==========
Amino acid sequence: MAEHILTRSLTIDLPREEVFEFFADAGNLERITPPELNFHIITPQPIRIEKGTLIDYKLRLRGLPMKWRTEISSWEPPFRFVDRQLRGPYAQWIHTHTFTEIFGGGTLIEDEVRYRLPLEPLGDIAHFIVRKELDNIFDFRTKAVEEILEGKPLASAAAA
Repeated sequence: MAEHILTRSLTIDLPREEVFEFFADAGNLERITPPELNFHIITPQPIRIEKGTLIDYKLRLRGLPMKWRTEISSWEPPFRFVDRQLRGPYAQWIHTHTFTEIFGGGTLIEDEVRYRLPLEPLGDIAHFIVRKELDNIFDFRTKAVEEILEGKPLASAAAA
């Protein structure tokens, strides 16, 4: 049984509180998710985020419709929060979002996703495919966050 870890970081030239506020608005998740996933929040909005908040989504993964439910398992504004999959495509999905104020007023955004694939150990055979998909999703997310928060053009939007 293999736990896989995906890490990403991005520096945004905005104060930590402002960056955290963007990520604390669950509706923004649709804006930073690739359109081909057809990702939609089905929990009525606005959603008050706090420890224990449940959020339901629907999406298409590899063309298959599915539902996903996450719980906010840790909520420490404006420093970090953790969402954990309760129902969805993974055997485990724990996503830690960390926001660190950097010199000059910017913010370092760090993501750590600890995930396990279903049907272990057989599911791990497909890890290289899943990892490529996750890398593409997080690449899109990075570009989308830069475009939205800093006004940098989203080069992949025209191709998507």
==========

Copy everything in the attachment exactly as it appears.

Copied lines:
Amino acid sequence: MAEHILTRSLTIDLPREEVFEFFADAGNLERITPPELNFHIITPQPIRIEKGTLIDYKLRLRGLPMKWRTEISSWEPPFRFVDRQLRGPYAQWIHTHTFTEIFGGGTLIEDEVRYRLPLEPLGDIAHFIVRKELDNIFDFRTKAVEEILEGKPLASAAAA
Repeated sequence: MAEHILTRSLTIDLPREEVFEFFADAGNLERITPPELNFHIITPQPIRIEKGTLIDYKLRLRGLPMKWRTEISSWEPPFRFVDRQLRGPYAQWIHTHTFTEIFGGGTLIEDEVRYRLPLEPLGDIAHFIVRKELDNIFDFRTKAVEEILEGKPLASAAAA
């Protein structure tokens, strides 16, 4: 049984509180998710985020419709929060979002996703495919966050 870890970081030239506020608005998740996933929040909005908040989504993964439910398992504004999959495509999905104020007023955004694939150990055979998909999703997310928060053009939007 293999736990896989995906890490990403991005520096945004905005104060930590402002960056955290963007990520604390669950509706923004649709804006930073690739359109081909057809990702939609089905929990009525606005959603008050706090420890224990449940959020339901629907999406298409590899063309298959599915539902996903996450719980906010840790909520420490404006420093970090953790969402954990309760129902969805993974055997485990724990996503830690960390926001660190950097010199000059910017913010370092760090993501750590600890995930396990279903049907272990057989599911791990497909890890290289899943990892490529996750890398593409997080690449899109990075570009989308830069475009939205800093006004940098989203080069992949025209191709998507």